Unlike the iPad, Surface had a keyboard and Office. It was also a reinvention of Windows. Stephen Sinofsky, then president of the Windows Division, saw that the old Microsoft vision of "a microcomputer on every desk and in every home" was out of date, that Windows (and its users) had to be dragged into a new mobile world. Surface was the full expression of Windows 8 on dedicated hardware. It was a tablet; it had an amazing keyboard cover that converted it into something more like a laptop; and it had a true touch-friendly user interface until you tapped the icon called Desktop, whereupon it suddenly became something very like Windows 7, Start menu aside. It was a dual personality that could give users, Sinofsky hoped, the best of both old and new Windows.
'Windows experience on ARM' long before Apple: This was Windows RT in 2012, shame about the dismal lack of 'new apps'
Surface RT was interesting, but an abysmal failure. It was launched before it was really finished. The hardware, based on Nvidia's Tegra 3 Arm chipset, was underpowered. But the biggest issue was that there were barely any apps worth running on the modern, touch-friendly Metro side, and none could be installed on the Windows desktop side even if you could find an Arm build.
The main reason to have a Surface RT was to run Office, wasting all the effort that Microsoft had put into the new user interface. It was too expensive, over $600 or £500 once the keyboard cover was included, and users found the cheaper fabric-based Touch cover hard to type on. It was no way to compete with the iPad.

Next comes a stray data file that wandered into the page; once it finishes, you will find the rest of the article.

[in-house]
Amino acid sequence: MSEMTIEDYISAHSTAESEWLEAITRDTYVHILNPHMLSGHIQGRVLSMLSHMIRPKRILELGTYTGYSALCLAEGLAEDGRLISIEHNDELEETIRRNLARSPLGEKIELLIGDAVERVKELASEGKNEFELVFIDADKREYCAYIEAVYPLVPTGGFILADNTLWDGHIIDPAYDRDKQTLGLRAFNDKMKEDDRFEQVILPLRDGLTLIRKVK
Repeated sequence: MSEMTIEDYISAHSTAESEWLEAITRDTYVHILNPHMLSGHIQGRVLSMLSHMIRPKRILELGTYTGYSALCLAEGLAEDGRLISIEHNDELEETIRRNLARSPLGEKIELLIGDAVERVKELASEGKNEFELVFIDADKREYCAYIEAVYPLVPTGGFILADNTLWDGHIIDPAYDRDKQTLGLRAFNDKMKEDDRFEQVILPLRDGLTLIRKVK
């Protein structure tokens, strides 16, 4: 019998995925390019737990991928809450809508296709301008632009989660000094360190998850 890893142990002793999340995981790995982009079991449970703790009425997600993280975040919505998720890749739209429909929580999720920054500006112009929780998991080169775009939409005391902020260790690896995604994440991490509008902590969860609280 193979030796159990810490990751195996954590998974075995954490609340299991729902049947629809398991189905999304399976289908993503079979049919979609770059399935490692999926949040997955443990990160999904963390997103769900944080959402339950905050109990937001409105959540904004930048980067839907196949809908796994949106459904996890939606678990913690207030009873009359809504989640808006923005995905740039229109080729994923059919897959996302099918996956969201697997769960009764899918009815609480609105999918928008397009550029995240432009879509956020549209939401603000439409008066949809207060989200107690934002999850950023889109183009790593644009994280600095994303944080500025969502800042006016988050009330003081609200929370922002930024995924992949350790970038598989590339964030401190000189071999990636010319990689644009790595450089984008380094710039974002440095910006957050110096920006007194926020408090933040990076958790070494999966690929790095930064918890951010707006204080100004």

Our old Surface RT still works fine, better than at launch thanks to Outlook, but the web browser is horribly out of date
How bad was it? We found an old Surface RT and charged it up. It booted, installed some updates, and works fine, showing if nothing else that the device was built to last. We were able to log on, open Word, and type a document with changes syncing nicely to a Windows 10 PC via OneDrive. Unlike Windows 10, it also works well with touch; Microsoft did get a lot of things right with the touch control, swipe-in menus, and split screen for apps when needed – that is, if you could find touch apps worth running. Unfortunately, Surface RT is almost unusable for general-purpose computing since it is stuck with Internet Explorer and many modern websites do not work. A sad note in the Reading List says "Ending support for this app".
Eight years on, the Surface range has evolved from that dismal start to become a strong product for Microsoft. In its latest financials for its quarter ending 30 September, Surface revenue increased 37 per cent.
In the end, Microsoft achieved some of its goals, invigorating the market for premium Windows devices. But two things in particular are disappointing. One is that despite the company's end-to-end control of hardware and software in Surface, it has been no better in terms of glitches than third-party devices. We well remember the first Surface Pro, launched in 2013, which would regularly destroy its battery life by heating your bag when closed, for example, rather than sleeping as intended. Since then matters have greatly improved, but the notion that Windows would work perfectly if only Microsoft had control of the hardware was busted.
The other is that Microsoft's effort to reinvent Windows as a touch-friendly operating system to rival the iPad has utterly failed. We rarely see a Surface device used without a keyboard, and Windows 10 retreated (by necessity) from the Windows 8 vision.
The Laptop Go shows that Microsoft can turn out decent hardware for its price, but somehow when it tries to innovate (as with Surface Duo), things do not always work out so well. ®